NEW YORK – The flavor-of-the-week obsession with prospects means someone will always be coming for Starlin Castro’s job.
Maybe the Cubs eventually move their shortstop to get some pitching. He’s under club control through 2020, he doesn’t have a no-trade clause and no one’s untouchable. But right now it’s time to appreciate everything he’s done before his 25th birthday.
The New York Mets should have a better idea after Monday’s 4-1 loss, the Cubs splitting this four-game series at Citi Field and ending StarlinFest.
In the media capital, Castro ended the seventh inning with a diving stop to his left, flipping the ball to second baseman Javier Baez. Castro picked up another hit and another walk in his renaissance season, leaving him with a .765 OPS. He has more homers (13) than errors (12) after Sunday’s ninth-inning, game-winning homer in Queens.
“I just try to do my job every day,” Castro said. “Not only here. Whatever stadium I go to, I just try to be on the field every day and do the best I can.”
The New York Times, New York Post and New York Daily News had put together stories over the weekend about Castro and the shortstop surplus in Chicago. That would make the rebuilding Mets (59-67) a natural trading partner with their inventory of young pitching and huge hole up the middle.
But it’s way too early to put Castro in blue and orange. Unless you’re prepared to watch Addison Russell, the 20-year-old shortstop at Double-A Tennessee, go through all the same growing pains when the Cubs (54-70) are finally supposed to be contenders.
For all his power, Baez has struck out 24 times during his first 14 games in the big leagues. Remember Arismendy Alcantara? After the initial burst of excitement, he’s 4-for-38 in his last 10 games and now hitting .208 while trying to learn how to play center. Another converted infielder, Junior Lake, just got sent back to Triple-A Iowa.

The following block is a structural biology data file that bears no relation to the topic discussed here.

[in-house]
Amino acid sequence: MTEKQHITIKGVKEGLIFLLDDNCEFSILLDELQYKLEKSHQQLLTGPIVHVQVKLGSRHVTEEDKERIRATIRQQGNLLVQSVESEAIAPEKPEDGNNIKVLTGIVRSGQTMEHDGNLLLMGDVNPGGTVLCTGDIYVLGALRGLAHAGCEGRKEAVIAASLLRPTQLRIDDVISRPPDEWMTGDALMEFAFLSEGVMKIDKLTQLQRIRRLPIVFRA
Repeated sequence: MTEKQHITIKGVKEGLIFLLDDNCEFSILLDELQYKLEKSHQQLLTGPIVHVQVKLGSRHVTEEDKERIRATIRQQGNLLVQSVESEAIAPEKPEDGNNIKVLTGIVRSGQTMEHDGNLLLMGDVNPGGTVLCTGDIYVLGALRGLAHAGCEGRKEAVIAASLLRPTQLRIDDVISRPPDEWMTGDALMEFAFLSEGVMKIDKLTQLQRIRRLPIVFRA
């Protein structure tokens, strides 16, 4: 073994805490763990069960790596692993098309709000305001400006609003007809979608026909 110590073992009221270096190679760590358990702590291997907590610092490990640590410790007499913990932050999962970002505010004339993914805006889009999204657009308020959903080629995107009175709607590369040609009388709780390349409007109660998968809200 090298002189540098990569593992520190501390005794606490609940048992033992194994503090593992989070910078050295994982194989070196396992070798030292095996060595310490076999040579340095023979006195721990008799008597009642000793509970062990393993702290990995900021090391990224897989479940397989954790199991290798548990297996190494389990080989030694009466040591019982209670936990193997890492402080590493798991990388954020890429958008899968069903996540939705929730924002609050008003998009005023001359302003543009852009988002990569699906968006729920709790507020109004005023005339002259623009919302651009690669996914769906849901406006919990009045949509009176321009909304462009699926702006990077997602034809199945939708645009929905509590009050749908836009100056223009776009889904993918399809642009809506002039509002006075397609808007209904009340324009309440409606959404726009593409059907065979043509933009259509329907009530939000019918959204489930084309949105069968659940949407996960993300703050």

That’s not picking on Baez, Alcantara and Lake. It’s just a reminder of how hard it is to find a shortstop able to hit for power and average while playing close to 162 games. It’s a lot easier to admire all the porcelain dolls on the Baseball America shelf.
“(Castro) came into the spring probably just looking to put last year’s season behind him,” Cubs manager Rick Renteria said. “He did a lot of things to try to put himself in a position to be fit and do a lot of different things. But I think he’s just having fun.
“He’s working extremely hard on his defense. Obviously, his approaches at the plate have improved. You got to give him credit, because he’s been very consistent.”
A Chicago reporter joked about understanding why Met fans want Castro.
“I think a lot of people want him,” Renteria said with a smile.
Of course Castro believes he can play shortstop the rest of his career. What else is he supposed to say?
“He’s been an All-Star three of the five years he’s been in the league at shortstop, so he should want to stay there,” Cubs general manager Jed Hoyer said. “I’m glad to hear him say that, and that’s how we see it.”
A New York reporter asked a follow-up question: So you don’t necessarily think you have to make a trade?
“No, not at all,” Hoyer said.
After leaving New York, Castro sees himself making more of the double-play flips and barehanded grabs with Baez.
“I think we’ll be here together,” Castro said. “We got great talent. If we’ll all be together, I think the team’s going to be much better.”